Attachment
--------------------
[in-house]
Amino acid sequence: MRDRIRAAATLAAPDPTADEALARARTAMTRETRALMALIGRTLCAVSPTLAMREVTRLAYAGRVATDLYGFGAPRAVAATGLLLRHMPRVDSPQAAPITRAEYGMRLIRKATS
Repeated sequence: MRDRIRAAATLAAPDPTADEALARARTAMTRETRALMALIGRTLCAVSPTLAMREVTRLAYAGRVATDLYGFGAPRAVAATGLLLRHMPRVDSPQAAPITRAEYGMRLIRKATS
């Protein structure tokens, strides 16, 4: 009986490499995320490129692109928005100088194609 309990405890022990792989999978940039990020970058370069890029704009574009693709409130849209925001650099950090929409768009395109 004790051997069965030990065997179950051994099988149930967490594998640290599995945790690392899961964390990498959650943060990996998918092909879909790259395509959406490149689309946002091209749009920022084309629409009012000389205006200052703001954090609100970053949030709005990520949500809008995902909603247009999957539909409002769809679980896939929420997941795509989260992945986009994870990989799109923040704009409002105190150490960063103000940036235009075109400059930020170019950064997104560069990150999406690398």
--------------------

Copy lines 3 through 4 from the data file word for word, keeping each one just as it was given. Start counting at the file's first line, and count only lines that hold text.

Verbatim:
Repeated sequence: MRDRIRAAATLAAPDPTADEALARARTAMTRETRALMALIGRTLCAVSPTLAMREVTRLAYAGRVATDLYGFGAPRAVAATGLLLRHMPRVDSPQAAPITRAEYGMRLIRKATS
């Protein structure tokens, strides 16, 4: 009986490499995320490129692109928005100088194609 309990405890022990792989999978940039990020970058370069890029704009574009693709409130849209925001650099950090929409768009395109 004790051997069965030990065997179950051994099988149930967490594998640290599995945790690392899961964390990498959650943060990996998918092909879909790259395509959406490149689309946002091209749009920022084309629409009012000389205006200052703001954090609100970053949030709005990520949500809008995902909603247009999957539909409002769809679980896939929420997941795509989260992945986009994870990989799109923040704009409002105190150490960063103000940036235009075109400059930020170019950064997104560069990150999406690398």